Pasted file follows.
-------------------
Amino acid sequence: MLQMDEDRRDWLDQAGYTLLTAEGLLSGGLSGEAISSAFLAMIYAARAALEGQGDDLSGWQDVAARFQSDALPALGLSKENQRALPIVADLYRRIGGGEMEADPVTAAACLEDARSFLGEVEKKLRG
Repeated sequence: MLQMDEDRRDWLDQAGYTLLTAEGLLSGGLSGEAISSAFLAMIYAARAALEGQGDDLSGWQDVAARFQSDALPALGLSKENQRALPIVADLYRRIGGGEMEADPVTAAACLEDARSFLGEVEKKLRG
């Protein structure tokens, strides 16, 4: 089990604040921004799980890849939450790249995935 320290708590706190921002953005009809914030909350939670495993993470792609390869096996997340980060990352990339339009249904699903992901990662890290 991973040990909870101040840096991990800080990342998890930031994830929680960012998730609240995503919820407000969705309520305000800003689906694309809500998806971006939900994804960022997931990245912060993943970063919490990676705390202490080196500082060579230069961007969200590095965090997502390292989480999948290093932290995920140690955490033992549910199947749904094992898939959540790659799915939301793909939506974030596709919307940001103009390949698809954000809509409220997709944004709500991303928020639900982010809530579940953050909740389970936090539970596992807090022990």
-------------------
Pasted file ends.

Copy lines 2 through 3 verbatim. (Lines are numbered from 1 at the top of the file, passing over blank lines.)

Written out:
Repeated sequence: MLQMDEDRRDWLDQAGYTLLTAEGLLSGGLSGEAISSAFLAMIYAARAALEGQGDDLSGWQDVAARFQSDALPALGLSKENQRALPIVADLYRRIGGGEMEADPVTAAACLEDARSFLGEVEKKLRG
């Protein structure tokens, strides 16, 4: 089990604040921004799980890849939450790249995935 320290708590706190921002953005009809914030909350939670495993993470792609390869096996997340980060990352990339339009249904699903992901990662890290 991973040990909870101040840096991990800080990342998890930031994830929680960012998730609240995503919820407000969705309520305000800003689906694309809500998806971006939900994804960022997931990245912060993943970063919490990676705390202490080196500082060579230069961007969200590095965090997502390292989480999948290093932290995920140690955490033992549910199947749904094992898939959540790659799915939301793909939506974030596709919307940001103009390949698809954000809509409220997709944004709500991303928020639900982010809530579940953050909740389970936090539970596992807090022990």